Re: [dmarc-ietf] Fwd: I-D Action: draft-ietf-dmarc-psd-01.txt

Scott Kitterman <> Tue, 05 February 2019 20:18 UTC

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From: Scott Kitterman <>
Date: Tue, 05 Feb 2019 15:18:35 -0500
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Subject: Re: [dmarc-ietf] Fwd: I-D Action: draft-ietf-dmarc-psd-01.txt
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On Friday, January 18, 2019 04:14:42 AM Scott Kitterman wrote:
> On Thursday, January 17, 2019 01:50:18 PM John Levine wrote:
> > In article <3104294.rU99Ex2XNH@kitterma-e6430> you write:
> > >My understanding is that, since, as you say, PSOs (like .bank) have a
> > >pre-
> > >existing relationship with their registrants, they don't need PSD DMARC
> > >to
> > >audit their registrant's policies.  For an entity like that, it offers
> > >the
> > >chance to get feedback on other, presumably non-existent, domains so as
> > >to
> > >better understand abuse patterns within the PSD they manage.  It also
> > >gives
> > >them a mechanism to express a reject policy for those domains, which does
> > >not currently exist.  This may help improve rejection of cousin domains
> > >by
> > >receivers.
> > >
> > >For single entity PSDs, like for a very large Internet company that is,
> > >conveniently not named after a large South American rain forest (so they
> > >can get it registered), it offers other advantages.  In cases like this,
> > >the PSD operates like an organizational domain except for the fact that
> > >in
> > >the current DMARC instantiation, their record won't work for subdomains.
> > >PSD DMARC would enable '.example' to publish a single record for all
> > >lower
> > >level entries in the zone.
> > 
> > That all seems reasonable but it still feels like a lot of mechanism for
> > marginial benefit, particularly since we have no clue who's going to run
> > it
> > if we can't foist it off on Mozilla.
> > 
> > I wonder if there's any way to get the PSL to tag vanity TLDs.
> There are two parts to the PSL; a section called "ICANN DOMAINS" and another
> called "PRIVATE DOMAINS".  All the TLDs (single user or not) are in the
> ICANN DOMAINS section.
> I don't know if it would be enough to have them also listed in PRIVATE
> DOMAINS.  I don't expect they would want to remove them from ICANN DOMAINS,
> since that's not wrong, it just doesn't fit out use case.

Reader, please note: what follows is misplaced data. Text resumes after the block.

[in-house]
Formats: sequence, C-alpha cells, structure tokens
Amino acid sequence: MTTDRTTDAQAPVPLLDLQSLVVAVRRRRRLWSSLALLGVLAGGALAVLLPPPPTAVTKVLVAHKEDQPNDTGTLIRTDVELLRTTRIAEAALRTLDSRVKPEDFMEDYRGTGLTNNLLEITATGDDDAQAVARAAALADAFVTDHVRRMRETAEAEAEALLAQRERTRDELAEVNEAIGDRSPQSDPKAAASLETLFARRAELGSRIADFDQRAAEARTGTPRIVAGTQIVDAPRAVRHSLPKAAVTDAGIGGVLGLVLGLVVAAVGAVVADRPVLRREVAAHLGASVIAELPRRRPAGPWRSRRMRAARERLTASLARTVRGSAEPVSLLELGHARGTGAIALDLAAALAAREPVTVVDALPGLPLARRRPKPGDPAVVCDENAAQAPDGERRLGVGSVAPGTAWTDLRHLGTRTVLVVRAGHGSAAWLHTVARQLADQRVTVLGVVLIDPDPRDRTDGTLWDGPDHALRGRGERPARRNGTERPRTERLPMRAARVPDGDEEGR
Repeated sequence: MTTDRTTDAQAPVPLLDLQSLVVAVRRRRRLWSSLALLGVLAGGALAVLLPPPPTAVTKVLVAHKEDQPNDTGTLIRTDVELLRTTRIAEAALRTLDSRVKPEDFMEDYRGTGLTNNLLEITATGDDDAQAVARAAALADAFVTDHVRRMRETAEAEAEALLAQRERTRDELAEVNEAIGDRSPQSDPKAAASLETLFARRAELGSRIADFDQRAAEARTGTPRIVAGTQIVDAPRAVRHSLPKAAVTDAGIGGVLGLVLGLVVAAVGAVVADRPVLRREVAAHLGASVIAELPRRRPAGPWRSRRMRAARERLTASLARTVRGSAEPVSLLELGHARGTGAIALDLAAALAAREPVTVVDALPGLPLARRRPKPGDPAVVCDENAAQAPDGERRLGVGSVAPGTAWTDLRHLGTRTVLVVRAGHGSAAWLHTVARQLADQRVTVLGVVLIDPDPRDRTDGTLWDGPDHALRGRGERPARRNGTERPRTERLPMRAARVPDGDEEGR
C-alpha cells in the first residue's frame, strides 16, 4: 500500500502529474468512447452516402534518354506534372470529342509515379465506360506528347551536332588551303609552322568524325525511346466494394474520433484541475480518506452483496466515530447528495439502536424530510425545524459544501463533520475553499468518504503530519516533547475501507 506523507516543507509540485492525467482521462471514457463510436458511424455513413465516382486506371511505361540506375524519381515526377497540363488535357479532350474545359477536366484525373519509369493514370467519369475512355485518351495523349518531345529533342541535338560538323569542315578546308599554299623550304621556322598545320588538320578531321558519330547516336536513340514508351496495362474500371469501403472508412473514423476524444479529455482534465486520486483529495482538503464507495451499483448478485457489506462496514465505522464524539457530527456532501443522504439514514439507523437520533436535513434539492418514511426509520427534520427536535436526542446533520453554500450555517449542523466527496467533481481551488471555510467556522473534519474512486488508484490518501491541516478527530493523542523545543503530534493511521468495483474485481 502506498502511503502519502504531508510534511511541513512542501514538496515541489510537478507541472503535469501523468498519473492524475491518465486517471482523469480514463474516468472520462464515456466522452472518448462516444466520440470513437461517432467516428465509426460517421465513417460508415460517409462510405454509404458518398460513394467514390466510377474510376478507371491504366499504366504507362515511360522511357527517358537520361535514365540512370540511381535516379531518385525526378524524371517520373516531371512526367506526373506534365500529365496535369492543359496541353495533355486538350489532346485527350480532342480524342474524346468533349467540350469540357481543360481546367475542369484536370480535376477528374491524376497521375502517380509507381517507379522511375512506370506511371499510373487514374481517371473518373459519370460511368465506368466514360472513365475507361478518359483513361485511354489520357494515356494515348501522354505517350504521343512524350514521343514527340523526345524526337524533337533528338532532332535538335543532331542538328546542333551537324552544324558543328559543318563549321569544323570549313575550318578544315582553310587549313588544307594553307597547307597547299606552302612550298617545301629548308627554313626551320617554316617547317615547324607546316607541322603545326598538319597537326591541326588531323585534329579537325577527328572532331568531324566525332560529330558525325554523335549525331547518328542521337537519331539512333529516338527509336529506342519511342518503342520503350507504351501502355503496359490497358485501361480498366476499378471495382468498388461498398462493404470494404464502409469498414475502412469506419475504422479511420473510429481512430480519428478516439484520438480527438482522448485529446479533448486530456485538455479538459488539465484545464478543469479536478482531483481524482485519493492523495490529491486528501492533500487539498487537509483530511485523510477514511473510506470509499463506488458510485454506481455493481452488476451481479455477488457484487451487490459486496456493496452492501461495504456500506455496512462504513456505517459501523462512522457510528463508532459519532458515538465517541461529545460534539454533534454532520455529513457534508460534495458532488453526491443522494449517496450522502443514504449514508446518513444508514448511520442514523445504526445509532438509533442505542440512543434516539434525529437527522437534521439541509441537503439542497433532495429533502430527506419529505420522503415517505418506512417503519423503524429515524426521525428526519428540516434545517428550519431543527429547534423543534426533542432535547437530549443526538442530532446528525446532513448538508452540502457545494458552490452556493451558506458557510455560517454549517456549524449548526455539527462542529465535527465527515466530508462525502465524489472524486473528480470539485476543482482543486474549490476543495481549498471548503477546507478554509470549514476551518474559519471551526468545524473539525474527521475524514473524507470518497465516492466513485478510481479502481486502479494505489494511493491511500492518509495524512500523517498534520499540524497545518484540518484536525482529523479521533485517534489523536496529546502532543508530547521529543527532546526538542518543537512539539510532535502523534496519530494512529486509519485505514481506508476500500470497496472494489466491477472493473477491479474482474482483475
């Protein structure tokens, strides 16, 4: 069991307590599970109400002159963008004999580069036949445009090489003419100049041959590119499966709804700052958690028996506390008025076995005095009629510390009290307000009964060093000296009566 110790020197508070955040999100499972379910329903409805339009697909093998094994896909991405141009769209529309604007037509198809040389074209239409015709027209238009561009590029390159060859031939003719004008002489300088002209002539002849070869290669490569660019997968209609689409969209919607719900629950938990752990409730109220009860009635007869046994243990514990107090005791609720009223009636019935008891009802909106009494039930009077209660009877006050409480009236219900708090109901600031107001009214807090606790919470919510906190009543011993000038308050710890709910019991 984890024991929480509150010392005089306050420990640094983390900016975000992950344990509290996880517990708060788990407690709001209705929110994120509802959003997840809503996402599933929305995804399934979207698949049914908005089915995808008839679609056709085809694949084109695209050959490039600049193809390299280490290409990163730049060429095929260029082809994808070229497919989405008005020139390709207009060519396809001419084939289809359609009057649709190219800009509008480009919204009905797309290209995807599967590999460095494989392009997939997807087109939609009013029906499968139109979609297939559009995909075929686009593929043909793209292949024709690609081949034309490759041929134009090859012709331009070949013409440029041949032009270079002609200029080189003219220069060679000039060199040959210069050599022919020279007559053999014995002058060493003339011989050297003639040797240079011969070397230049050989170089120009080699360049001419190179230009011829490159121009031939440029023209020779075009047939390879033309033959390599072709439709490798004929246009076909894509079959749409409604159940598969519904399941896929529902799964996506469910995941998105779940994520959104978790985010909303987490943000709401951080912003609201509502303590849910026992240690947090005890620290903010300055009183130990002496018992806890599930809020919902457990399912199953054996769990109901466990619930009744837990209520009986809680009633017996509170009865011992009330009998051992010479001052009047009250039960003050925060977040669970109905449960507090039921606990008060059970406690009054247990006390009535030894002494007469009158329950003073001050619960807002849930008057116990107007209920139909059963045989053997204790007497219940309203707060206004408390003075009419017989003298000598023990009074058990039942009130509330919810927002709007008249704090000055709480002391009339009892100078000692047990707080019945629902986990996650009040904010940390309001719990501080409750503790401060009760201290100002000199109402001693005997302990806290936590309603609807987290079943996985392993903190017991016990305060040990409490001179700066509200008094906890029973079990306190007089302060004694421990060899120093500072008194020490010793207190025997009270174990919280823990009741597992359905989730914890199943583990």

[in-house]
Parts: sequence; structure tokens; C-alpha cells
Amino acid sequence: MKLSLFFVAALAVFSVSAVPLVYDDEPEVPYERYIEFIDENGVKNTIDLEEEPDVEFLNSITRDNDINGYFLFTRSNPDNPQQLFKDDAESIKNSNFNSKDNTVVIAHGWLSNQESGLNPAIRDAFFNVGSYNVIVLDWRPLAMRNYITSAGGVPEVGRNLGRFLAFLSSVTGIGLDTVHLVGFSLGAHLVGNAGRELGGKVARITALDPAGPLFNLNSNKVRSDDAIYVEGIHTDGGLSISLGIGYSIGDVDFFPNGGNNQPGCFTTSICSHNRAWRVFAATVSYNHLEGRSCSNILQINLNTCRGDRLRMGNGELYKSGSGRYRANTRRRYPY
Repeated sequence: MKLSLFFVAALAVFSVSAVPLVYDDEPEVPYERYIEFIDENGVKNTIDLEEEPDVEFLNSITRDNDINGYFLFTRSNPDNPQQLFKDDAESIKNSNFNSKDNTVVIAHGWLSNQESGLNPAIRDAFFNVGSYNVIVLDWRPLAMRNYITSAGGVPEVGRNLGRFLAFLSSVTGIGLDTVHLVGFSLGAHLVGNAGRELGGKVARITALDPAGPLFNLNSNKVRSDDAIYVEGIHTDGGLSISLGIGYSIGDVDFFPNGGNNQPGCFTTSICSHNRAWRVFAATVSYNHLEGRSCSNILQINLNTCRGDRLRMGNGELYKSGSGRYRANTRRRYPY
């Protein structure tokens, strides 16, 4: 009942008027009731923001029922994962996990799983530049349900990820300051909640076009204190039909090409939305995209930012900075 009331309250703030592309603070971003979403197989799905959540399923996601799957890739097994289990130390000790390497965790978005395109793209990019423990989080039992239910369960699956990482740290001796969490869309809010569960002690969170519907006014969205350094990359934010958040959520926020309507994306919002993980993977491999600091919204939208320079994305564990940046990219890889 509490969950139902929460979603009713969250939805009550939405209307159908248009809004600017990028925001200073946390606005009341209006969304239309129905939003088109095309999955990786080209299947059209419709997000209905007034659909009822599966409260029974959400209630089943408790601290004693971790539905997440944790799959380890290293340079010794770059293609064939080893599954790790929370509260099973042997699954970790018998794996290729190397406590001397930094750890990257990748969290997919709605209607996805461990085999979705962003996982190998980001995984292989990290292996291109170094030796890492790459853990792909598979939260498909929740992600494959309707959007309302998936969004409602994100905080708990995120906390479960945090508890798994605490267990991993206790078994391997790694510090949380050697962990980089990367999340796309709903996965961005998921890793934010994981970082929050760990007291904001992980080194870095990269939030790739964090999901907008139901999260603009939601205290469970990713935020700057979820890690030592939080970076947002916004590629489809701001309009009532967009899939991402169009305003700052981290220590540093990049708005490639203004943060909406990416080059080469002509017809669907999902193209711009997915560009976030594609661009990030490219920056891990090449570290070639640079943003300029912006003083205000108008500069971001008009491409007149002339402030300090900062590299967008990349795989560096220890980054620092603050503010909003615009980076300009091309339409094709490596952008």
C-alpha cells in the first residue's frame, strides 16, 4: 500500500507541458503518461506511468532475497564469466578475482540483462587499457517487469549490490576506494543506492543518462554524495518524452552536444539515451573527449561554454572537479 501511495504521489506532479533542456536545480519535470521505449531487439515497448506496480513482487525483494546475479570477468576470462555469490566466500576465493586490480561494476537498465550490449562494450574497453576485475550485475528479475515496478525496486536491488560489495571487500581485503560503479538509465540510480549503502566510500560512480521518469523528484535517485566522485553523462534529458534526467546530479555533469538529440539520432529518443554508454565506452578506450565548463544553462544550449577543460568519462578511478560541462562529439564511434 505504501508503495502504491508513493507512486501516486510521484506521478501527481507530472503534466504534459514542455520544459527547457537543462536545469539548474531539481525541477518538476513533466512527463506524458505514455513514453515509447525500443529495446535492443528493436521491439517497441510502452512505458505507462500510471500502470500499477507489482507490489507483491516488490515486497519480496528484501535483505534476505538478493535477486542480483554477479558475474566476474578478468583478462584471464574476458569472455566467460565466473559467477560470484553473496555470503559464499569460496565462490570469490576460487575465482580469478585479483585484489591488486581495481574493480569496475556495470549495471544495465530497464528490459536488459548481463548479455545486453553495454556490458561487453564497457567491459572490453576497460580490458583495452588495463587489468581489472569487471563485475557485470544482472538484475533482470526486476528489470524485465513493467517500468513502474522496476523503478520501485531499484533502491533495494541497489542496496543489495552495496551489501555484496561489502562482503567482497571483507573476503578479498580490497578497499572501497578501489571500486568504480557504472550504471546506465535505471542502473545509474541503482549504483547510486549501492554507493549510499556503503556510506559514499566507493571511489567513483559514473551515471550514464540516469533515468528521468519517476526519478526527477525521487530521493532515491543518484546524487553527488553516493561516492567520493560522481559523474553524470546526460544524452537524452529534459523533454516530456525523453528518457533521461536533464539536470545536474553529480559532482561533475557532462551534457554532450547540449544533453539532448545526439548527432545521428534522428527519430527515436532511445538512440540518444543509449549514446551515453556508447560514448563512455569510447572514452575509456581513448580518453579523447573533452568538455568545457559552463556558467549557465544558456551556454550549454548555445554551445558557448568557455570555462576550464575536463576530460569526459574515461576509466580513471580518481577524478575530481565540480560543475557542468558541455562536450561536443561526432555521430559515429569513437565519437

> It would require some adjustments to the current DMARC algorithm for
> organizational domain identification.
> The current process is to take the 2822.From domain and (assuming there is
> no DMARC record for that domain) look-up in the PSL and reduce the
> 2822.From domain to the PSL ICANN DOMAIN + one level.  If that level has no
> DMARC record, then the domain does not participate in DMARC.
> If Mozilla would add these single user TLDs to the PRIVATE DOMAINS section
> also, we could adjust this slightly and for this use case (which is only one
> of three in the draft) it would work:
> After checking PSL ICANN DOMAIN + one level, if there is no DMARC record,
> then check the PSL PRIVATE DOMAIN list and if the domain is listed there,
> check for a DMARC record.
> I don't know that this would violate the sematics of the PSL and they are,
> in fact, both ICANN domains and private.  Based on the description at
> it seems like it might be accepted.
> Regardless of exactly how we do this for PSD DMARC, it is probably work
> documenting that for DMARC (the regular kind), only the ICANN domain section
> of the PSL is used.
> Does anyone know someone at Mozilla to ask?
> For the other, non-single user domains, maybe the best we can do is an
> appendix that describes the characteristics of PSDs for which PSD DMARC
> checks are suitable and lists our three from the initial registry as
> examples. Otherwise, I think we need a new list somewhere because those
> (like .bank) are clearly not private.  If IANA is not the right place to
> host a list, does anyone have any other suggestions for the ones that won't
> work on the PSL?

After some off-list discussion with someone who knew someone who knew about 
PSL, it seems PSL probably isn't the right choice for this (meh).

The current PSL is over 12K lines long.  What we're talking about here is 
probably .1% to 1% that size.  Leaving aside for a moment the mechanism, would 
people review the latest draft and see if they think the privacy issues are 
adequately described and if they require some kind of mitigation?

Scott K